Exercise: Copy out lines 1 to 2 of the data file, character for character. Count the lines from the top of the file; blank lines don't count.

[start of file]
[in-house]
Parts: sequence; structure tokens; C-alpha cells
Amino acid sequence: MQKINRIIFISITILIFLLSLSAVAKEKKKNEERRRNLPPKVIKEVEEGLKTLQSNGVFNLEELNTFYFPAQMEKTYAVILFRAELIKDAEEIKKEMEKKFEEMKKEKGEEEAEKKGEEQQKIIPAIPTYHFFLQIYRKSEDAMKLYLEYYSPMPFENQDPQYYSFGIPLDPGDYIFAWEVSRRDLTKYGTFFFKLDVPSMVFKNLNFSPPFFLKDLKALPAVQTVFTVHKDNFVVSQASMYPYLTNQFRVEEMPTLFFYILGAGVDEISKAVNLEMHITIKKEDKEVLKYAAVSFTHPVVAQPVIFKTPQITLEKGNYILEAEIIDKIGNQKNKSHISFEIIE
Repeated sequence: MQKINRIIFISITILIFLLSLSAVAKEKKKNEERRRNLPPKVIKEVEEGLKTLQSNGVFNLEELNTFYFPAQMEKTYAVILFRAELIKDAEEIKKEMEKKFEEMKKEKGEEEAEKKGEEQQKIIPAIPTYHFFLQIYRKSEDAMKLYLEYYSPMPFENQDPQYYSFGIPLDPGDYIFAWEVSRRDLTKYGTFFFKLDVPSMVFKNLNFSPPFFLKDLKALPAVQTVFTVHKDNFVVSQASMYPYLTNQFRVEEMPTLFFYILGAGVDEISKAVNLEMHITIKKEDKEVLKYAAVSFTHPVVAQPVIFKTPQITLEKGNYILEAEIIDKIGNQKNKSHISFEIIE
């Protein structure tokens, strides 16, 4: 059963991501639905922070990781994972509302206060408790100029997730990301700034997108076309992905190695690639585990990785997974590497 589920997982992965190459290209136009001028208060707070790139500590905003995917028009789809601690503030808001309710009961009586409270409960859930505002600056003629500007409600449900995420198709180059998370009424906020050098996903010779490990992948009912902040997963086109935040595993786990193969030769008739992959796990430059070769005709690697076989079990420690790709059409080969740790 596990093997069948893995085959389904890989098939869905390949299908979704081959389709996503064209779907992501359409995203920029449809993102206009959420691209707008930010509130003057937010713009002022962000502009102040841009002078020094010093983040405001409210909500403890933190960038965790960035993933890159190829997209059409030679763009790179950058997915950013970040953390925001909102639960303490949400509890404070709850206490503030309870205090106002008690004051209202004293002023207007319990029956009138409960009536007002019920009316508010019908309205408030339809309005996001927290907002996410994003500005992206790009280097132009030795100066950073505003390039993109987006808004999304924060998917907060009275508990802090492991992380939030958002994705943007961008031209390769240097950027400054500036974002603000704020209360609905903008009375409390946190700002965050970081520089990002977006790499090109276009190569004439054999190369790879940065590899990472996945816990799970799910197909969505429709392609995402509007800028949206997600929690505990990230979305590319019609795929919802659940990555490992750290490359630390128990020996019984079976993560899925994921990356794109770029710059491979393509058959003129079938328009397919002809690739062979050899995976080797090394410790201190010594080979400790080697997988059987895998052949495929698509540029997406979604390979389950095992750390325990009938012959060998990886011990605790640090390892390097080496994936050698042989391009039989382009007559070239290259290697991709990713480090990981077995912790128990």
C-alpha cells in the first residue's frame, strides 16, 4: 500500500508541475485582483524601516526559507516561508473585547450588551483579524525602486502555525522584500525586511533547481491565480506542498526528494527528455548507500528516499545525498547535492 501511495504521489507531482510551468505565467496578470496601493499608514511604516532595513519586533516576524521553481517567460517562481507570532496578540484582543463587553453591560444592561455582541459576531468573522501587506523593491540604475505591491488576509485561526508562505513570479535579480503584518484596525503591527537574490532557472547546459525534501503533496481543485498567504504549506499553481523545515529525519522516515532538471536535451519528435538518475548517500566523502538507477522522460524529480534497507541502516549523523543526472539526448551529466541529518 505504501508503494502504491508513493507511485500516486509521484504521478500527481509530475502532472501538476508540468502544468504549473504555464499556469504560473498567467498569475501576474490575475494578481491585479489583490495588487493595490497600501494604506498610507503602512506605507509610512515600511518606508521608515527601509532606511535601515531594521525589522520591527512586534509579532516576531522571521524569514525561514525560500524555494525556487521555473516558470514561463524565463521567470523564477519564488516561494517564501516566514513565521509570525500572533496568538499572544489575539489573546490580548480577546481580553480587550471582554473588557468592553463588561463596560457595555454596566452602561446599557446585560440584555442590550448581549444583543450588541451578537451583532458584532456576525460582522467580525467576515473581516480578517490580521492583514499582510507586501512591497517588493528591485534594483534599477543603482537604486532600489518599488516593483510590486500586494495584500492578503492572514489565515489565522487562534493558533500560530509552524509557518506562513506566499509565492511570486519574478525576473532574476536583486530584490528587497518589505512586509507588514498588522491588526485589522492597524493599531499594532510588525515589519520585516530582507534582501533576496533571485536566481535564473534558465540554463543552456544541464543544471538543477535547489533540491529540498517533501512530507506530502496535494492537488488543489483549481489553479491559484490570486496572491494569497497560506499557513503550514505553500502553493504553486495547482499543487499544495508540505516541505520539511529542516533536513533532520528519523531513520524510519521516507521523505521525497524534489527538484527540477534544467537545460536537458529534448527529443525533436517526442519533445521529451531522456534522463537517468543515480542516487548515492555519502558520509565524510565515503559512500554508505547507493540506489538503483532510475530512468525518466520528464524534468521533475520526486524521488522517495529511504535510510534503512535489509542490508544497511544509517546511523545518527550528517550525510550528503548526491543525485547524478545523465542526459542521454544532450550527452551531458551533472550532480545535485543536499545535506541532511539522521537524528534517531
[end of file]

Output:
[in-house]
Parts: sequence; structure tokens; C-alpha cells